June 1, 2015 | Posted in: Medical
Last month, I watched a CBS 60 Minutes episode that caught my attention. The show was part of their series on the war on cancer this time highlighting the latest weapon of interest: a modified poliovirus that targets a particular type of brain tumor, the always fatal glioblastoma.
This episode immediately caught my attention as some dear friends of mine just lost their father to this exact type of cancer.
Whereas other methods of cancer treatments such as chemotherapy, radiation and surgery stymie the spread of cancer, often at the expense of the patient, the poliovirus treatment, when dosed properly, seems virtually harmless to the patients, sending some patients’ cancers into remission for three years (and running). In some of the cases there is now no trace of the cancer at all. Mind you this type of cancer, prior to this new treatment, had a 100% mortality rate.
Maybe that’s why the Deputy Director of Duke’s Brain Tumor Center called this “the most promising therapy [he] has seen in his career.” After multiple clinical trials, this modified poliovirus (PVS-RIPO) seems to be the medical breakthrough of the century. In fact, in animal trials, the treatment apparently works on all other types of cancers. The key to success is getting the correct dosage.
Dr. Matthias Gromeier, a molecular geneticist and microbiologist at the Duke University School of Medicine, created PVS-RIPO by removing the part of polio virus’ DNA that caused it to damage the nervous system and inserted in its place the DNA sequence for the common cold. Doctors in clinical trials injected small amounts of this modified poliovirus into the brain tumor, where it infects cancerous cells and causes them to manufacture more poliovirus and explode. The poliovirus also helps white blood cells identify the tumor, so that the immune system can fight it. The cancerous brain tumor, which normally remains undetected by the body, is attacked by your own immune system and dies by association with the poliovirus.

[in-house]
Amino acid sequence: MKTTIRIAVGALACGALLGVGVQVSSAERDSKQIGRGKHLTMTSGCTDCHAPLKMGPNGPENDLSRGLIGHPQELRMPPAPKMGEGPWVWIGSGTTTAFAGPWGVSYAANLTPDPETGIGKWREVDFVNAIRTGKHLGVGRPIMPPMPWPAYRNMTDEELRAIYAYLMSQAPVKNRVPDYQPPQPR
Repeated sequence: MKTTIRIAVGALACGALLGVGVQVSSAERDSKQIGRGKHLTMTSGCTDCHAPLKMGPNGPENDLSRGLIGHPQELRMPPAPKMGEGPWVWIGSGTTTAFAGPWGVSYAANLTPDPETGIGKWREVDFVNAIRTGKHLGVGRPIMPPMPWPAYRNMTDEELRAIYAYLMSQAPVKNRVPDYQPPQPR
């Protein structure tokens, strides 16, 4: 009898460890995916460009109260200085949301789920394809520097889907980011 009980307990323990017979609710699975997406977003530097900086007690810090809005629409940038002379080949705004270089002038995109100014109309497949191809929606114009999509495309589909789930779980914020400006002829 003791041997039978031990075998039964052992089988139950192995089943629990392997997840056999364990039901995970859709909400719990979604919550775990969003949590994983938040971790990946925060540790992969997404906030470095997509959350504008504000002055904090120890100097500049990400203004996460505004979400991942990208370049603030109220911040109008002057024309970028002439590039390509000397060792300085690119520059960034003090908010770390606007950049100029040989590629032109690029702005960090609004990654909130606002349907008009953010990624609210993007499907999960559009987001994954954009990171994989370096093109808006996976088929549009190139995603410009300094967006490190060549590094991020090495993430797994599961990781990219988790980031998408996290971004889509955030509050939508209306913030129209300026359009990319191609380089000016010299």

This 60 Minutes episode left an indelible impression on me. I applaud the efforts of the Duke researchers who have spent and continue to spend incredible amounts of time on research and clinical trials, always holding themselves to high standards. They cleverly harnessed a deadly virus to defeat a lethal tumor.
I am excited to see what the future holds for immunotherapy research and, hopefully, the eradication of glioblastoma and other forms of cancer.
You can find the 60 Minutes Episode here: http://www.cbsnews.com/news/polio-cancer-treatment-duke-university-60-minutes-scott-pelley/
You can find more information on the clinical trials, and a link to the research here: http://www.cancer.duke.edu/btc/modules/Research3/index.php?id=41
You can also find Dr. Gromeier’s official paper published on the website for the National Center for Biotechnology Information here: http://www.ncbi.nlm.nih.gov/pmc/articles/PMC3187927/
Scott N. Beck, a Dallas Texas Greenhill alumni, received a Masters of Accounting from the McCombs School of Business at the University of Texas at Austin where he completed his B.B.A. Mr. Beck is a member of the Board of Directors of United Texas Bank and is President of Beck Ventures.